PHILIPPINES: Having bought out the promoters of Manila’s EDSA project, the government must decide what to do with the capital’s busiest light rail route, amid suggestions that it could be returned to the private sector.

Built by Metro Rail Transit Corp, the 168 km MRT3 line along Epifano dos Santos Avenue has been a victim of its own success. Since opening in 2000, ridership has soared past the nominal capacity of 22500 passengers/h per direction, and has topped 500000 riders per day on occasions. The government had been pressing MRTC to buy extra vehicles, but it could not do so without an amendment to the concession agreement.

Under the 25-year BOT package, the government guaranteed MRTC a 15% return on the investment of US$679m. With the government paying close to US$5m a month in interest and maintenance charges, it opened negotiations last year to buy out the concession, a move which reportedly offering a saving of US$380m or more.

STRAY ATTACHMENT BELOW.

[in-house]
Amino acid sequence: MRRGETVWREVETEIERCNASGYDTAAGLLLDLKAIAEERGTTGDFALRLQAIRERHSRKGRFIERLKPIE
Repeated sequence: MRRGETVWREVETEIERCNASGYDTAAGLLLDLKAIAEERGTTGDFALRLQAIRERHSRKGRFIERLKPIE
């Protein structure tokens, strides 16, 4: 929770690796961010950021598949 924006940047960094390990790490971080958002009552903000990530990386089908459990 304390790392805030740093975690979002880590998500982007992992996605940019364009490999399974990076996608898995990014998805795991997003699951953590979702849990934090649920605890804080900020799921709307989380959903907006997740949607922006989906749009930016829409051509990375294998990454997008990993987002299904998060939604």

Earlier this year the state-owned Development Bank and Land Bank of the Philippines jointly acquired a 75% stake in MRTC from its principal backers, including Fil Estates and Ayala Land, for around US$850m.

The government’s intention was to re-let the MRT3 concession on better terms before the national elections in May 2010. However, the financial regulator Banco Sentral ng Philippinas ruled that the two banks must dispose of their stakes by October. So in August the Ministry of Finance floated a proposal for the National Development Corp to raise funds through a bond issue to buy out DBP and Landbank.

MRT3 still needs extra rolling stock, and the Department of Transport & Communications is reportedly looking for overseas development aid to fund 73 more LRVs, doubling the current fleet at a cost of around US$22m. But as the new vehicles could not be ready before 2012, DOTC has asked the Light Rail Transit Authority to look at transferring some of its 25-year old Belgian LRVs from Line 1 as a stopgap.